We increasingly see fund managers marketing Environmental, Social and Governance (ESG) and “sustainable investment” products, with over $500 billion going into ESG funds in 20212. In many cases,  these products are considering the ESG as risk factors, integrating ESG assessment into processes mitigates financial risk by professional fund managers. Whilst financial risk is the primary concern, the marketing of these products towards investors paints inflated pretty pictures of positive impact and changing the world. Increasingly, there is a genuine risk of ESG and sustainability becoming tarnished because of impact washing, over-claiming impact and generally poor practices as demonstrated in the recent Deutsche Bank and DWS investigations. These practices may lead to a serious backlash from investors, with lack of trust resulting in a retreat from these products. There is a real urgency for leadership – for those who are investing to lead by example. In providing clarity and transparency on what their investments are trying to do, and  by holding  funds accountable for delivery on ESG factors, impact investors can present best practice.

4. Building resilience to withstand future uncertainties 

The poly crisis we are experiencing has shown us the importance of building greater resilience at multiple levels. We need greater resilience at individual, household, company, community, national and global levels, across sectors and geographies to withstand further shocks and uncertainties in the future.  Rather than approaching this as an investment theme, it may be better applied as a lens across our investing activities as a whole. This will likely require us to adopt systems thinking, which goes beyond just thinking about individual investments. 

5. For those who care about enduring impact, systemic change is needed 

Many investors who care about impact are not just looking at individual transactions within a portfolio but how individual businesses they are investing in and supporting affect the interconnected systems in which they operate. There is recognition that social dynamics and environmental factors influence financial markets. Unless we have long term social stability and ecological sustainability, there will be market disruptions.  Investors need to connect their investments to broader needs in the world. How might that work? Connecting investments to science based targets that are required  to achieve the Paris Climate Accords, looking at needs at a community level and ensuring stakeholder voice is heard in product design and decision making, are examples of this in action. We need to foster a world that works for all people and the planet and to do that investors ultimately need to redefine what success is. Not  only looking at financial outcomes but also the impact we are having through our investments and even adopting new economic frameworks such as Kate Raworth’s Doughnut Economics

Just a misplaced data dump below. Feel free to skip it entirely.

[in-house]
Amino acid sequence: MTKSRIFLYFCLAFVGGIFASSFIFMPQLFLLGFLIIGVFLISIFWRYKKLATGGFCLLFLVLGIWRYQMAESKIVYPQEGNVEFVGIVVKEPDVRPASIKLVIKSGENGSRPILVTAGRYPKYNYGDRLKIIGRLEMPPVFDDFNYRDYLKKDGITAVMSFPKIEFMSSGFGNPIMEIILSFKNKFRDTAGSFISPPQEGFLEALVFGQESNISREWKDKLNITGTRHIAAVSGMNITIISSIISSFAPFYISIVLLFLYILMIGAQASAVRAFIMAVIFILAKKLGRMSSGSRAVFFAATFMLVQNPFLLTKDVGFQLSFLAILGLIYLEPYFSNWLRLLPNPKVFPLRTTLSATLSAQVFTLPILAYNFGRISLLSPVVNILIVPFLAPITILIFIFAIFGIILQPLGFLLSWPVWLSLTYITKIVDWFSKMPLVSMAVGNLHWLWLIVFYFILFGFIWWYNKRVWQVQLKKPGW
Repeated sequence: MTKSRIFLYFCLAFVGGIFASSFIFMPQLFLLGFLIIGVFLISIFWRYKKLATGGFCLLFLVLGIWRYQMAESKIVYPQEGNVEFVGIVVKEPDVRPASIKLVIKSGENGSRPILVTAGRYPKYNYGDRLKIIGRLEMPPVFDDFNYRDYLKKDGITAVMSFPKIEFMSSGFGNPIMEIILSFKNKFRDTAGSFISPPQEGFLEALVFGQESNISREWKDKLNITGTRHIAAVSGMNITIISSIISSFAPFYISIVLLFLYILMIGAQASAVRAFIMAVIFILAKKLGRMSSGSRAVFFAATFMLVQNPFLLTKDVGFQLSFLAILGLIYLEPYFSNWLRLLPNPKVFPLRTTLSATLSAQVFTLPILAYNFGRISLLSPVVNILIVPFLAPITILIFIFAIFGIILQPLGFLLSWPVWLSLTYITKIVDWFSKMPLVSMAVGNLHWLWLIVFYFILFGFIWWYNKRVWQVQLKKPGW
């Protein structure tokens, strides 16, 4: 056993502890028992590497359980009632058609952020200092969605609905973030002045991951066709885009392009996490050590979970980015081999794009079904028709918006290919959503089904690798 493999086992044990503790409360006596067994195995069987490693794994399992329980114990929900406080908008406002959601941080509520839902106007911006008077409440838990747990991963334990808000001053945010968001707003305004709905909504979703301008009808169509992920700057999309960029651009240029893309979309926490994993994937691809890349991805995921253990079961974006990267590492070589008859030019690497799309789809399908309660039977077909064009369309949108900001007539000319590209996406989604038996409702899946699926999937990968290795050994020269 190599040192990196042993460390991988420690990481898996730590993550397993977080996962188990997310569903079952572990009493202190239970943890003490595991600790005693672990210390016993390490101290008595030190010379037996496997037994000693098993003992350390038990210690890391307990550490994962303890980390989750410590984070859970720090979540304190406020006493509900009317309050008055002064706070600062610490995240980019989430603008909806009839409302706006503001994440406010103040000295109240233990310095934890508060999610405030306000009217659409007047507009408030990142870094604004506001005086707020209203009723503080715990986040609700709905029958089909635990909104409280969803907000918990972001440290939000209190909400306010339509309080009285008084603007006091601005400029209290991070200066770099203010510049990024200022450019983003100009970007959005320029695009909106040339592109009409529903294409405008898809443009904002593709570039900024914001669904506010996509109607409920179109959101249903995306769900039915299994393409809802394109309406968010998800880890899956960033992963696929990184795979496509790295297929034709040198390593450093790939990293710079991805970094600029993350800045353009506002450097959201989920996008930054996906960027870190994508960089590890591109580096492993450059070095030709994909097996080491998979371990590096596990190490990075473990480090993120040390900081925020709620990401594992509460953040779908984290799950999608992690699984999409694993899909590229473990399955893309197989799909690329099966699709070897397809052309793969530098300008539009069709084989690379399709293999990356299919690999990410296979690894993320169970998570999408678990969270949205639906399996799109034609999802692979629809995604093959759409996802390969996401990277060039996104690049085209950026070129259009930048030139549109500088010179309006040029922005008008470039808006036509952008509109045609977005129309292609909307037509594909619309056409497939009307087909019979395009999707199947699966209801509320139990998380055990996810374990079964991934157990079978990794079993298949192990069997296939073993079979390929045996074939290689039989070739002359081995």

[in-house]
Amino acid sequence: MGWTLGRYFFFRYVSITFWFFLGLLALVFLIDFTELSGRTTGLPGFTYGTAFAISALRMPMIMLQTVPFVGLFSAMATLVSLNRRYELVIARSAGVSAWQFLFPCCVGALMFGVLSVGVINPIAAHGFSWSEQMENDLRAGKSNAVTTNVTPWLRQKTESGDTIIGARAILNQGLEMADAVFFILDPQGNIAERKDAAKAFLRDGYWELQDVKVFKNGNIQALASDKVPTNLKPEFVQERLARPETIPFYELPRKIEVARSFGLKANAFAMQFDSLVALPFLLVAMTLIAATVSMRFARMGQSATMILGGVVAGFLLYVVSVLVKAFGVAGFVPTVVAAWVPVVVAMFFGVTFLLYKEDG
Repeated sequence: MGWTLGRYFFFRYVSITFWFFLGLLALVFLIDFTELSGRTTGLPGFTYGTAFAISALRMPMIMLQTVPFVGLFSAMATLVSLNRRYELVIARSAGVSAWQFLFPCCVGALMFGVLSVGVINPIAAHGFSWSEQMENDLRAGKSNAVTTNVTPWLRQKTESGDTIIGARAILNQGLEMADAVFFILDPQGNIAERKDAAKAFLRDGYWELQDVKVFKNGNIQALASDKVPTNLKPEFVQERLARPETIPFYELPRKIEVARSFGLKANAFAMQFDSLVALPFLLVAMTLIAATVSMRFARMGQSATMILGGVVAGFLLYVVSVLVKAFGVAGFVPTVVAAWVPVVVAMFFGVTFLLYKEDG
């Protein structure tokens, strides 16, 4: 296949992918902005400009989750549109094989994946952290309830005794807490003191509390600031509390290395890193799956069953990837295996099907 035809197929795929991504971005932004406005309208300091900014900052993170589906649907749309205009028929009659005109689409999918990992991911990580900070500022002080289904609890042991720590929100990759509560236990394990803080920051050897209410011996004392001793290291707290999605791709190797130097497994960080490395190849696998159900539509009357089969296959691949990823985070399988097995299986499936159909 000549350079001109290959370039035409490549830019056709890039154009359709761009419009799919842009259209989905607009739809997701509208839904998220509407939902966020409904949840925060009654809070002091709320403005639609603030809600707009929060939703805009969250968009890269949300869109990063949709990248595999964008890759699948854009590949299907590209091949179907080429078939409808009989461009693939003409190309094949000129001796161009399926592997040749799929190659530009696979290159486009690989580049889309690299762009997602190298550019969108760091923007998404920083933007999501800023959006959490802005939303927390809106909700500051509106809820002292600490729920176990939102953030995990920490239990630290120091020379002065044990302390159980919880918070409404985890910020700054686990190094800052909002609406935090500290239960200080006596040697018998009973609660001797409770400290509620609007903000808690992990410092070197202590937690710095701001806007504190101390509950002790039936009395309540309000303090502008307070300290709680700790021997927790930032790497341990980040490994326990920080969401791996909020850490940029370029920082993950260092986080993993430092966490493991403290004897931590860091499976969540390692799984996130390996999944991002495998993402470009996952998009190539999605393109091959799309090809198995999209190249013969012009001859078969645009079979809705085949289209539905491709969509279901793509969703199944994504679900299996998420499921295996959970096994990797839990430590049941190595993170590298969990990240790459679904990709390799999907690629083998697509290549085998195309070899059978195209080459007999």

As impact investors, the current malaise we are experiencing is an opportunity for us to think deeply about how we can and should use our capital. I would love to hear from you if any of the topics we discussed resonated with you. Get in touch at evita@katapultfoundation.org 

I will leave you with a quote from the Financial Times article written by Arundhati Roy mentioned by Amit Bouri in our discussion. 

“And in the midst of this terrible despair, it offers us a chance to rethink the doomsday machine we have built for ourselves. Nothing could be worse than a return to normality.” Arundhati Roy, Author, Novelist and Social activist, “The Pandemic is a Portal” Financial Times 3rd April, 2020